At 6:07 p.m. local time on Jan. 10, the eclipse will begin in Paris.
At 8:10 p.m. it reaches maximum and at 10:12 p.m. the eclipse ends.
This diagram from astronomer Fred Espenak illustrates the moon's path through the outer part of Earth's shadow on Jan. 10-11, 2020.
The red dot is Earth's umbra, which the moon will not pass through during any of the 2020 lunar eclipses.
(Image credit: Fred Espenak/NASA)
If you can't watch the eclipse in person, the Slooh observatory will stream live views of the eclipse online beginning at 2:30 p.m. EST (1930 GMT), and you can watch it live here on Space.com, courtesy of Slooh.
The Virtual Telescope Projectwill also offer a live webcast of the eclipse as seen from Rome, beginning at 12 p.m. EST (1700 GMT).
Penumbral lunar eclipse on June 5-6
A visibility map for the penumbral lunar eclipse of June 5-6, 2020.
(Image credit: Fred Espenak/NASA)
The next lunar eclipse, on June 5-6, will be visible to more areas in the Southern Hemisphere.
Africa, Australia and Central and Southern Asia will get to view this lunar eclipse in its entirety, and the east coast of South America will witness the end of the eclipse at moonrise.
During this event, the moon will dip just about half of its face into Earth's penumbral shadow, beginning at 1:45 p.m. EST (1845 GMT).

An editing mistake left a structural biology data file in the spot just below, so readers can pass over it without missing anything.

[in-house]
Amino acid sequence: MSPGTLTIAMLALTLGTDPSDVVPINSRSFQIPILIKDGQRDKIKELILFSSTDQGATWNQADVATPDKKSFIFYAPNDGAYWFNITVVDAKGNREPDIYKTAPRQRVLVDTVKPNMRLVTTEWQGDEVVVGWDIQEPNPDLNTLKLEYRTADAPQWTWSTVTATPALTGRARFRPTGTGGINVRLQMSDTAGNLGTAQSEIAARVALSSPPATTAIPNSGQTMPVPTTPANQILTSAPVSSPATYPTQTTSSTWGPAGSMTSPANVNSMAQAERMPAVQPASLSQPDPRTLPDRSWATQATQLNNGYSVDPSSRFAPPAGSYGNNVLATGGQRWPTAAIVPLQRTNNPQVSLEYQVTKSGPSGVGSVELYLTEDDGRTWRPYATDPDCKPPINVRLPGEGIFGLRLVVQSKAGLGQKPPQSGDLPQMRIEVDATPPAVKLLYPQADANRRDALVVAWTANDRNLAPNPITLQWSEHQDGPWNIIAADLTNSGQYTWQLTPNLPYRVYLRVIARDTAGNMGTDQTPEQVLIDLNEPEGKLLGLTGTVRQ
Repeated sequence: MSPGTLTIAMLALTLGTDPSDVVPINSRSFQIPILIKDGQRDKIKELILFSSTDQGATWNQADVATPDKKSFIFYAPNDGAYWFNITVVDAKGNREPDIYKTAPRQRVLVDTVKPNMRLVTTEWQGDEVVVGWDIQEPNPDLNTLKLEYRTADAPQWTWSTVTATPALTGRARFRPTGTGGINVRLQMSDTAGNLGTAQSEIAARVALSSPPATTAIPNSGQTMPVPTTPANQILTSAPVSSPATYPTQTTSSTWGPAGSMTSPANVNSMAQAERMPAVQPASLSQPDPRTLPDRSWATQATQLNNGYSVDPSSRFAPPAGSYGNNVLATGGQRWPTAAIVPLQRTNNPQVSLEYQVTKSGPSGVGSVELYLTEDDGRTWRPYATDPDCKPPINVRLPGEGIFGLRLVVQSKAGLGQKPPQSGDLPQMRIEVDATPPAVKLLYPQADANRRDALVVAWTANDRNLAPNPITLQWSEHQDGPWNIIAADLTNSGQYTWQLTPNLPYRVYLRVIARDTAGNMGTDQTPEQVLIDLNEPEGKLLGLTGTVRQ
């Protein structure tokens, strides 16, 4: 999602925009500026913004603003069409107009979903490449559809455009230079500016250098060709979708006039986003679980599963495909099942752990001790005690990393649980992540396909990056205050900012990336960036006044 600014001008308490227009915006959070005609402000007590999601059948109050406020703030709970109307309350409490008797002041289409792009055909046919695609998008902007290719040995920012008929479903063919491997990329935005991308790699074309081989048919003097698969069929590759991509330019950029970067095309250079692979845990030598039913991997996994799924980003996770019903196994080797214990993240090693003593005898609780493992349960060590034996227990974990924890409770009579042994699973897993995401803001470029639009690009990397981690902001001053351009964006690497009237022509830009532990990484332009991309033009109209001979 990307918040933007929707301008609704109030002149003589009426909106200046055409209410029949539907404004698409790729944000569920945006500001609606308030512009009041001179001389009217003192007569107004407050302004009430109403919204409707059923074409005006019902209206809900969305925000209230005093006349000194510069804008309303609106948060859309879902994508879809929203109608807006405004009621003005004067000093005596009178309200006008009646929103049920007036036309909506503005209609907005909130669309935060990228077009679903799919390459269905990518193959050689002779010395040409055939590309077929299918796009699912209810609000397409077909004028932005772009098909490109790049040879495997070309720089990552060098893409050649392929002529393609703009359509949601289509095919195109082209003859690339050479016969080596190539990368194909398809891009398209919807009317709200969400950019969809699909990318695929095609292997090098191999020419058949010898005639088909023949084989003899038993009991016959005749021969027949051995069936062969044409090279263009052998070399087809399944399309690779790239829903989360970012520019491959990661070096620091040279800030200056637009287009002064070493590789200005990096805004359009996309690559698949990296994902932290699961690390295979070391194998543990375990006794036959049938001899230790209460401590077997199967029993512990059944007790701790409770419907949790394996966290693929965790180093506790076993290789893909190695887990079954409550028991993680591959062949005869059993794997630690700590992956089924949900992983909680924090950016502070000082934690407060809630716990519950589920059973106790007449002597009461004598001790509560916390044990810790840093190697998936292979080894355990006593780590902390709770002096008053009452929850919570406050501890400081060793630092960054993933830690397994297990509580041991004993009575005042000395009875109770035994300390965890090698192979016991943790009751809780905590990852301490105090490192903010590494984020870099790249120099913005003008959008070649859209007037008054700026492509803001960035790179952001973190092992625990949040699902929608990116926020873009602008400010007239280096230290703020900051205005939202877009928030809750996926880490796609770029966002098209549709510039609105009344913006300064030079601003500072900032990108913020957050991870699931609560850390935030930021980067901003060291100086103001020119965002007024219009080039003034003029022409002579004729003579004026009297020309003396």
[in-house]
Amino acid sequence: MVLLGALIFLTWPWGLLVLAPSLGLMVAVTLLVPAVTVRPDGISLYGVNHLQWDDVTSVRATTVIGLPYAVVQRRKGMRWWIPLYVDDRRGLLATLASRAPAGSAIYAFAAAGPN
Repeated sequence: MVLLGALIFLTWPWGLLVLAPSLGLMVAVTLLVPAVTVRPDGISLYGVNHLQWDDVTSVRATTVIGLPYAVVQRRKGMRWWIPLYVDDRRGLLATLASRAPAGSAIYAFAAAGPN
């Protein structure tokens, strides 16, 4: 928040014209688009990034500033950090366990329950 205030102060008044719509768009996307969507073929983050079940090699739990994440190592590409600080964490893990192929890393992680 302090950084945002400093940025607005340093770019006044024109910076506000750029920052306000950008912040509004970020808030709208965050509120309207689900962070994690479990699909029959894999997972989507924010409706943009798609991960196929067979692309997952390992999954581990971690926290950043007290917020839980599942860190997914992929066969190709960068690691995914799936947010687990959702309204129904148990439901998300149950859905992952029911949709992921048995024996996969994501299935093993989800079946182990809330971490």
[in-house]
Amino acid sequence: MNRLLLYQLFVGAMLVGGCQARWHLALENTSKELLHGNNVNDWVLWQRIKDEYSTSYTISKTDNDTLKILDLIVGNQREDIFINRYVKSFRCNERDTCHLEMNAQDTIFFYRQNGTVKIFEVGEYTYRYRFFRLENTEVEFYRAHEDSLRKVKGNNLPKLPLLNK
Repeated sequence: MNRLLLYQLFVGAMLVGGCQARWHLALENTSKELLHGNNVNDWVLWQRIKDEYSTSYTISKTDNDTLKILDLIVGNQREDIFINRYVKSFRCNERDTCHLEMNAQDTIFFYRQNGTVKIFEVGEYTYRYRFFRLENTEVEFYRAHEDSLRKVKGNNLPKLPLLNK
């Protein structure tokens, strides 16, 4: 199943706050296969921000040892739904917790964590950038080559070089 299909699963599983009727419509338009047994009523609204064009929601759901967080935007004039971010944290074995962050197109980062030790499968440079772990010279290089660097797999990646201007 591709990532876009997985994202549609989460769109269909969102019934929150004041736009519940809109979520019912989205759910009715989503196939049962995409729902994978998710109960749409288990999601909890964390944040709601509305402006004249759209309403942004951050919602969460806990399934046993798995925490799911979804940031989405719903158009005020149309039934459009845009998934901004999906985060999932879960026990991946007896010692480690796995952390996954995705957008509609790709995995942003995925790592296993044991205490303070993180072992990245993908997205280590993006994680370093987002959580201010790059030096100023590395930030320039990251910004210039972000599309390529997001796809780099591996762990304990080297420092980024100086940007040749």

This eclipse will last for 3 hours, 18 minutes and 13 seconds, according to NASA.
This diagram from astronomer Fred Espenak shows the moon's path through the other part of Earth's shadow on June 5-6, 2020.
(Image credit: Fred Espenak/NASA)
From Sydney, Australia, the eclipse can be viewed in the predawn hours of Saturday, June 6.
The event begins there at 3:45 a.m. local time, reaches maximum eclipse at 5:24 a.m. and wraps up at 7:04 a.m., which will be just 5 minutes after moonset.
The opposite will happen over the skies of Lagos, Nigeria.
The inhabitants of the city will be just starting their evening when Sydney is ending its night.
The lunar eclipse over Lagos will become visible when the moon rises at 6:53 p.m. local time, but it will have actually started 8 minutes before.
The penumbral lunar eclipse will reach its maximum at 8:24 p.m., and the eclipse ends at 10:04 p.m.
Penumbral lunar eclipse on July 4-5
A visibility map for the penumbral lunar eclipse of July 4-5, 2020.
(Image credit: Fred Espenak/NASA)
North and South America get the best view of the July 4-5 lunar eclipse.
People in the westernmost parts of Africa and Europe will also view the event.
New York City will end U.S. Independence Day (July 4) with the penumbral lunar eclipse.
Starting at 11:07 p.m. local time, the moon will begin to slide into Earth's outer shadow.
At eclipse maximum (12:29 a.m. on Sunday, July 5), no more than half of the moon's face will take on a darker shade.
About an hour and a half after maximum, at 1:52 a.m., the event ends.
The entire eclipse will last 2 hours and 45 minutes.
This diagram from astronomer Fred Espenak shows the moon's path through the outer part of Earth's shadow on July 4-5, 2020.
(Image credit: Fred Espenak/NASA)